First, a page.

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#1 Surgical Management of Congenital Heart Disease .pdf



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Surgical Management of Congenital
Heart Disease – Part 1
November 13, 2013
Dr. Purisima Atas
Group 4
Additional information from Batch Jax’s notes were not included
here (if may ara man gid, gamay lang). You are encouraged to read
their novel-like notes from last year if you wish to.
SAVE SPACE SAVE PAPER SAVE TREES SAVE THE EARTH

General Principles of Treatment
















Most patients who have mild congenital heart
disease require no treatment
Ex. Small VSD because it will close spontaneously in
some cases
Need not be restricted in physical activities
Discourage competitive sports
Routine immunization should be given
To prevent superimposed bacterial infection because
they are more prone to develop bacterial
endocarditis
Childbearing and on use of contraceptives and tubal
ligation be encouraged
Specially in cyanotic congenital heart disease
Bacterial infections should be treated vigorously
(because of the danger of septic shock)
Treatment of iron deficiency anemia (IDA)
Hemodynamic changes is more pronounced when
there is IDA or polycythemia
Careful observation for polycythemia for danger of
thrombosis
Avoid sudden changes in temperature
Careful monitoring during surgery and anesthesia
Counseling on risks associated with pregnancy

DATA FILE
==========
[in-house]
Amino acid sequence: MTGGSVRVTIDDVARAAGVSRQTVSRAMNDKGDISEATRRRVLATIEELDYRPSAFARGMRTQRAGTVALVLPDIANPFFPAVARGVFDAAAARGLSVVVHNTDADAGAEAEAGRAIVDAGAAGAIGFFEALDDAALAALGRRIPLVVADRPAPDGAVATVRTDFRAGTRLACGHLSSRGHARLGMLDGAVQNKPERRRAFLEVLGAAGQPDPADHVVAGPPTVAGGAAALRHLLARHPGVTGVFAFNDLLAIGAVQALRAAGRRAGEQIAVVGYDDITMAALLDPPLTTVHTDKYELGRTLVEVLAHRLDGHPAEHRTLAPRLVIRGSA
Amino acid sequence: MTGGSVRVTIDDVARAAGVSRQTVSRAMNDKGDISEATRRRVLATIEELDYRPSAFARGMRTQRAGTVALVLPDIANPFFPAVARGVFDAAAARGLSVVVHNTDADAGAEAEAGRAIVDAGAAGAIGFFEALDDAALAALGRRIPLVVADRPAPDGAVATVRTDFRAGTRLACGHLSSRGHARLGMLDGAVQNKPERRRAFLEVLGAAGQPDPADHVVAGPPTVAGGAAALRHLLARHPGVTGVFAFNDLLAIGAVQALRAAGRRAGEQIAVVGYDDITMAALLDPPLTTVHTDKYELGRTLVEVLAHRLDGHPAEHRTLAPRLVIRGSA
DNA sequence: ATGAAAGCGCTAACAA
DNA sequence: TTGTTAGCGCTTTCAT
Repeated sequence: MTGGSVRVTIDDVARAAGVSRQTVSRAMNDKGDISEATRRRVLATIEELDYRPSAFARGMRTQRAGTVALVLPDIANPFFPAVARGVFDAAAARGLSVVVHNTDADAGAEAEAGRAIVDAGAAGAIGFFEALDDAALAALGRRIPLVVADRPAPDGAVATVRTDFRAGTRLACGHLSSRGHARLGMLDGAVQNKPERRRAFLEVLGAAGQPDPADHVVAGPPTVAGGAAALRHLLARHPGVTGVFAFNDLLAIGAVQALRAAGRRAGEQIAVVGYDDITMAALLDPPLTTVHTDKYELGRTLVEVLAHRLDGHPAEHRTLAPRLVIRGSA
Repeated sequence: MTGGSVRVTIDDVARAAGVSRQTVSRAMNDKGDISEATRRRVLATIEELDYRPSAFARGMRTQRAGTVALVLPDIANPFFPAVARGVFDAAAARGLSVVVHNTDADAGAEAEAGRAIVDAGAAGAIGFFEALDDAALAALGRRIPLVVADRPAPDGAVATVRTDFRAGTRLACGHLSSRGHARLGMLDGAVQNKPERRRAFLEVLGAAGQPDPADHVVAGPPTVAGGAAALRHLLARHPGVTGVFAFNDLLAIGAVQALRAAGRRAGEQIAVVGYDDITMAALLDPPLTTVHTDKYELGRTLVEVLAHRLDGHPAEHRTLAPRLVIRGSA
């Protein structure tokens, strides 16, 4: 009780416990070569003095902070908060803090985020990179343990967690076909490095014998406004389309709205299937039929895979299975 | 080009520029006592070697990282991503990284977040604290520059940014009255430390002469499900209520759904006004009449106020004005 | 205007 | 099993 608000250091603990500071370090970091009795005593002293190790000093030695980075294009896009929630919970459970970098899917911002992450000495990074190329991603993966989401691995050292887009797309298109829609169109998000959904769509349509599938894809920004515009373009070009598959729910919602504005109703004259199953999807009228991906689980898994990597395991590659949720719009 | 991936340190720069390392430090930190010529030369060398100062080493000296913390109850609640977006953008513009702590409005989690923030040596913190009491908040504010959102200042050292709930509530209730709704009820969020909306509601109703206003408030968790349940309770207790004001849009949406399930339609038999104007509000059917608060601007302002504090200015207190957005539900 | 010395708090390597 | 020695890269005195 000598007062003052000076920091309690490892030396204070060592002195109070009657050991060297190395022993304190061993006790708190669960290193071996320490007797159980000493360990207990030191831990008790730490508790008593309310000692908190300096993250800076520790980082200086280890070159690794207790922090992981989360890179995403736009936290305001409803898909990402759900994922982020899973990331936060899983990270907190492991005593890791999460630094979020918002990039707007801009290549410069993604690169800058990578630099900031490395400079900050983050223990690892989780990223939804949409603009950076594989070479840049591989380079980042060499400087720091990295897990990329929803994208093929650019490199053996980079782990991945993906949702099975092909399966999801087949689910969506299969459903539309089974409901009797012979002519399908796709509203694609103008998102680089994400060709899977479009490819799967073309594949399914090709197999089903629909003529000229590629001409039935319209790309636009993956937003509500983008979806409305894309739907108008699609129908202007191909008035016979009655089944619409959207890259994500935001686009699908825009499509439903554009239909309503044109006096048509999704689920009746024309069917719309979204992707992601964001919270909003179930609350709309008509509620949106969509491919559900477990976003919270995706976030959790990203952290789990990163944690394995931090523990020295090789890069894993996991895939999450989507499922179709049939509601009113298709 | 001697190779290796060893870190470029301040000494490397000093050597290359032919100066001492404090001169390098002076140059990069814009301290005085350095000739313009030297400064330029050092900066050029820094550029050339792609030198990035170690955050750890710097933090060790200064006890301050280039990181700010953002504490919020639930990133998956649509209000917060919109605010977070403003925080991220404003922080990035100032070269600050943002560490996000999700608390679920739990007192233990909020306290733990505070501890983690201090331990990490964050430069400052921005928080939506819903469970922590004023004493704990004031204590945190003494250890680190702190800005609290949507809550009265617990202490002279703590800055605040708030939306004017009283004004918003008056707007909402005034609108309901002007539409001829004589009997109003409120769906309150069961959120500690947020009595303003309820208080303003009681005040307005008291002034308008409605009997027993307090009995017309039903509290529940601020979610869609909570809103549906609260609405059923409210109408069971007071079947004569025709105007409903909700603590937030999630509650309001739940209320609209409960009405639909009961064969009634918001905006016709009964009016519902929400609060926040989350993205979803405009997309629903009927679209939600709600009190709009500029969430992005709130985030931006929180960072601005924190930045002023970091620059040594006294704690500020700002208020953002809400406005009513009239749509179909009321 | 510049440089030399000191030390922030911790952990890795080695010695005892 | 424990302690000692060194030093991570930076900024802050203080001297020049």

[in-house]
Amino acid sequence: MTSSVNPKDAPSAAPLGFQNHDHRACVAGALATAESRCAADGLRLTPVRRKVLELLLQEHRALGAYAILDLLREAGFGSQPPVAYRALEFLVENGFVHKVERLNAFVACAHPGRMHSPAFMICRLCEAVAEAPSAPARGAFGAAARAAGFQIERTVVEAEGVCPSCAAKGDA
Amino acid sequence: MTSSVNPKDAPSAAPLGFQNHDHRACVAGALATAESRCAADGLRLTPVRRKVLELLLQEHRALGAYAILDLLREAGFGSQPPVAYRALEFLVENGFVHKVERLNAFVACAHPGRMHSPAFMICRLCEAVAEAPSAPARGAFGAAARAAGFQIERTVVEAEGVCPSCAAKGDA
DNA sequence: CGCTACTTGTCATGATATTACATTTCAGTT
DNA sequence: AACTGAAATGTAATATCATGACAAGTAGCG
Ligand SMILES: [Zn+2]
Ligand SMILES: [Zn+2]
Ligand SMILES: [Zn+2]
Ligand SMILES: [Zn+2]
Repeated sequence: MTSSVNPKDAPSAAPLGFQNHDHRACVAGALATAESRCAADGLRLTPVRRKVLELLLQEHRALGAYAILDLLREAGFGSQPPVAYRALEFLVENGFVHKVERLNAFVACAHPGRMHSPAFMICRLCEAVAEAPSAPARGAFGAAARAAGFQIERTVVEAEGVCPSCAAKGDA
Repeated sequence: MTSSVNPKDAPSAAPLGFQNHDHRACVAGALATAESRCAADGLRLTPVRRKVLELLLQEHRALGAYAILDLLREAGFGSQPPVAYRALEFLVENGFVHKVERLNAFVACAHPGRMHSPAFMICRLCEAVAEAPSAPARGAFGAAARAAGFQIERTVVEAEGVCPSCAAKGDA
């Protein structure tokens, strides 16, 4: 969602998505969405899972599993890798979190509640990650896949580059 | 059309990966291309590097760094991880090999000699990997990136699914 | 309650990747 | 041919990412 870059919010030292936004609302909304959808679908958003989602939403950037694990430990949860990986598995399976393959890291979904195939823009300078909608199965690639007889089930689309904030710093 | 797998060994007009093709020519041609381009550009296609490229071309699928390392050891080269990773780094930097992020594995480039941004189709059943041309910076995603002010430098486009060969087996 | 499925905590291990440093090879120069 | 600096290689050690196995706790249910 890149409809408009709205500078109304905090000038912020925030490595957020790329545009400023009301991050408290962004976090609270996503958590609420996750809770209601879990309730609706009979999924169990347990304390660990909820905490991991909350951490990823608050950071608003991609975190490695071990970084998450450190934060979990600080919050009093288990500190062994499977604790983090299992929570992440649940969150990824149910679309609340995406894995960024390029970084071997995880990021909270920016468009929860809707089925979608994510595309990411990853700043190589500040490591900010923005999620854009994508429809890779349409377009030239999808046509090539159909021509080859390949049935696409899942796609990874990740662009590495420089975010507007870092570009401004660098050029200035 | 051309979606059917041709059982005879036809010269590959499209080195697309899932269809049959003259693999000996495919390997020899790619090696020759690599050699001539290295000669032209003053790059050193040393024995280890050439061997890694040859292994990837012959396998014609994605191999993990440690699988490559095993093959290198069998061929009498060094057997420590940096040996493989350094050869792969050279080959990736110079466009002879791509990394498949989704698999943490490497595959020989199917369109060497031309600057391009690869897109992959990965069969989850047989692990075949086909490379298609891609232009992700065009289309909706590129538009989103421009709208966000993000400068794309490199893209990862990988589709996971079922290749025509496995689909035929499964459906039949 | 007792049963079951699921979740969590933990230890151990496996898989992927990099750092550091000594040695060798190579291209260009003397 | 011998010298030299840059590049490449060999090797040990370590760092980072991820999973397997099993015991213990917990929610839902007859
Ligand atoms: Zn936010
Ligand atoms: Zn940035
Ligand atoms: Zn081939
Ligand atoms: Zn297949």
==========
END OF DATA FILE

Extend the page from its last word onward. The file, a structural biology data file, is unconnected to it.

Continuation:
PERIOPERATIVE CARE OF THE INFANT AND CHILD
PREOPERATIVE CONSIDERATIONS




Be familiar with both the patient and the family
Knowledge of the intended surgery, expected
outcome, potential complications
Physical examination, review of catheterization and
other physiologic data
Cardiac Catheterization (determine the oxygen
pressure and saturation):
 Right side – insert at the femoral vein
IVC
RA
RV
PA
 Left side – femoral artery
aorta
LV
LA
(unless your patient has VSD or ASD that you can
measure from the right side to the left)










Identify risk - cardiac failure, respiratory compromise,
chronic cachexia
Adjust medications and therapies
Digitalis must be withheld prior to surgery because
of the possibility of cardiac failure post operatively.
Intravenous vasoactive medications
Parenteral nutrition
Transport and Initial Stabilization
Often with intravenous catheters, endotracheal tube,
foley catheter, chest tubes
Ensure:
 Ventilation - monitor movement of the chest,
breath sounds
 Circulation - adequate heart rate, palpable pulses

ASSESSMENT AND MONITORING
I. Cardiovascular System
A. Physical Sign:
• Adequate perfusion - child alert and breathing
comfortable with warm extremities, and normal
peripheral pulses
• Cardiac Output (CO) mildly compromised - slight
increase in heart rate, cool distal extremities,
diminished capillary refill, decreased urine flow
• CO moderately impaired - tachycardia, restlessness,
oliguria, cool extremities, faint peripheral pulses
• CO severely curtailed - child agitated or somnolent,
cool trunk, cold mottled extremity, faint pulse, very
rapid heart rate, minimal urine output or anuria
II. Central Nervous System
• Awareness of whether drugs were used that might
interfere with neurologic function, level of
consciousness, brainstem reflexes and gross motor
response
Risk for complications:
a. Right-to-left shunt – embolism
Ex. in ASD, thrombus from the RA to LA to aorta
leading to thromboembolism.